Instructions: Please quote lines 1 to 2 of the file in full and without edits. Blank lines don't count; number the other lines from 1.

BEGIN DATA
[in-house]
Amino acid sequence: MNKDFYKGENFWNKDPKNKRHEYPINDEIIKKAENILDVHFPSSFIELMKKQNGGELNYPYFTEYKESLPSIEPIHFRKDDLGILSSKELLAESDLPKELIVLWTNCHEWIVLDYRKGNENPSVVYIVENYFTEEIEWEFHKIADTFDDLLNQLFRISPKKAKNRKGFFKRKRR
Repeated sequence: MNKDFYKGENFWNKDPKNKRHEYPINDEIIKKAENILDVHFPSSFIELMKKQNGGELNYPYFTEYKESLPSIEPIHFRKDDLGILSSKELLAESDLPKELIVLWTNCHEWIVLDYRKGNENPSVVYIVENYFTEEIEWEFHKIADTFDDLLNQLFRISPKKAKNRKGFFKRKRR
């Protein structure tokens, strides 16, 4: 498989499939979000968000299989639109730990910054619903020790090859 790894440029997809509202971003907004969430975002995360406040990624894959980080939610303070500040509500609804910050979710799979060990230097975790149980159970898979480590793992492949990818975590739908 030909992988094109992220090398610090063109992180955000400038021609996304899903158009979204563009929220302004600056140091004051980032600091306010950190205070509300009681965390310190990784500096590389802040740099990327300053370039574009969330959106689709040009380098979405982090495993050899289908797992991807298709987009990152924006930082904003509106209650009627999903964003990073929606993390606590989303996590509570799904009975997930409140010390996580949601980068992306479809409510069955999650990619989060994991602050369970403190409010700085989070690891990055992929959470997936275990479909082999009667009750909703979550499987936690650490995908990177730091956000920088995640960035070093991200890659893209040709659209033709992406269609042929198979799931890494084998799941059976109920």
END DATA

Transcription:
[in-house]
Amino acid sequence: MNKDFYKGENFWNKDPKNKRHEYPINDEIIKKAENILDVHFPSSFIELMKKQNGGELNYPYFTEYKESLPSIEPIHFRKDDLGILSSKELLAESDLPKELIVLWTNCHEWIVLDYRKGNENPSVVYIVENYFTEEIEWEFHKIADTFDDLLNQLFRISPKKAKNRKGFFKRKRR